However, defeat to Tyrone in the 2008 All-Ireland final — when he formed a twin striking partnership alongside Tommy Walsh — forced a rethink in Kerry.
Dubbed the twin towers, Tyrone detailed the McMahon brothers with the task of curbing Kerry’s aerial threat. Kerry directed the ball in long; they varied the delivery from high to low, and of the 26 balls kicked in, Tyrone won 14. Conor Gormley hoovered up any breaks with assistance from players retreating to help. The outcome of these duels was one of the main elements in Tyrone’s success.
Kicking quickly and efficiently has increasingly become the key requirement when it comes to unlocking compact defensive units.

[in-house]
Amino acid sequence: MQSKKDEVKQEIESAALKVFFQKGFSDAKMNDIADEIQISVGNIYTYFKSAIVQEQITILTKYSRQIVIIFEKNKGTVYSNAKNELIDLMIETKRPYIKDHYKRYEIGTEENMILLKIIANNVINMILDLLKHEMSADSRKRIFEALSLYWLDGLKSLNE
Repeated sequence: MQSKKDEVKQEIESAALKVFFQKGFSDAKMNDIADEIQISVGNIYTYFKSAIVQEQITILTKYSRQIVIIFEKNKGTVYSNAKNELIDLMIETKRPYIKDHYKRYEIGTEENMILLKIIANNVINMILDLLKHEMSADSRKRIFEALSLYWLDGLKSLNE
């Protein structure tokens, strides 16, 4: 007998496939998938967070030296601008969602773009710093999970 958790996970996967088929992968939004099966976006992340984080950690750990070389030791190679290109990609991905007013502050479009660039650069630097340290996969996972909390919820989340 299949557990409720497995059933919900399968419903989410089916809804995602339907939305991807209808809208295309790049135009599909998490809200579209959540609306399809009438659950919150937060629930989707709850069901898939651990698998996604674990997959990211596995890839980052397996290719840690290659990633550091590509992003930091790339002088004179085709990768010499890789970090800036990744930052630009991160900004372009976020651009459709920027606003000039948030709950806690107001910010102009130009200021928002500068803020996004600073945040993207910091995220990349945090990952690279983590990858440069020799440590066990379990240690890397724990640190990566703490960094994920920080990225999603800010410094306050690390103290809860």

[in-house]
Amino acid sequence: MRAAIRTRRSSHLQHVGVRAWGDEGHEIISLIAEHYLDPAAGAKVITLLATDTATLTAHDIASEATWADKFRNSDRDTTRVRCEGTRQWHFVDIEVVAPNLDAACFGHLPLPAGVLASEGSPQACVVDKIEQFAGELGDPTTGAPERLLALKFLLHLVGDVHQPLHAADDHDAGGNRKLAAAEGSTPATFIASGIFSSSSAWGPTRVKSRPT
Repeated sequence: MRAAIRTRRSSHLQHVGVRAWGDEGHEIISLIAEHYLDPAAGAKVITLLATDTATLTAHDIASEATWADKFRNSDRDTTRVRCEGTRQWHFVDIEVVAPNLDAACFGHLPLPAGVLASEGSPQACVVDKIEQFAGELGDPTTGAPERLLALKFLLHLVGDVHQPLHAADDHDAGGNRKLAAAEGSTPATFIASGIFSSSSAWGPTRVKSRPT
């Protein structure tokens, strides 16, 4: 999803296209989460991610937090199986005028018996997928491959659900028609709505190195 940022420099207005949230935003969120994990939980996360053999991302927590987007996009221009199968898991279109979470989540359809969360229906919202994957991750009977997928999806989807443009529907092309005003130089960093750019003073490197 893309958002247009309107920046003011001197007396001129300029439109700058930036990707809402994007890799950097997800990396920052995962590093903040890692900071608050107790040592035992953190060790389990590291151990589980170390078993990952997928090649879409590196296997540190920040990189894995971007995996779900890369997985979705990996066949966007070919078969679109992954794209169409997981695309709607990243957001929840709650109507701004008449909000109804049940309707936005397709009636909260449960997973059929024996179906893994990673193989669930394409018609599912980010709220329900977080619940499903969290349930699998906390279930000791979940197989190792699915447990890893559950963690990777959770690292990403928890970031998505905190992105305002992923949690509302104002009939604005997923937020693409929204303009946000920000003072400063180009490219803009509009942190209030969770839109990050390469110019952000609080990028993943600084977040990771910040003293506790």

And nobody does this better than Kerry. Down through the years we’ve seen Sean O’Sullivan, Paul Galvin, Tomás Ó Sé and Donnchadh Walsh as masters of the floated cross-field ball. It’s played to a forward’s advantage. The position they release the ball from is also vital. They work the ball up the wings where the space is available and they deliver it from distance.
In last year’s All-Ireland semi-final replay, Kerry directed 34 kick-passes to their inside line. They always had an outlet around the 45 — mainly James O’Donoghue — with Kerry winning 59 per cent of those deliveries.
Aidan O’Shea has deservedly received plaudits for his mastery of the full-forward position this season. Against Donegal he won seven of the deliveries directed to him.Cillian O’Connor’s movement away from the inside line and Kevin McLoughlin’s diagonal runs created a lot of space and whether it was crossfield or straight on top of him, O’Shea capitalised fully. His goal in a two-on-one situation epitomised his strength and skill.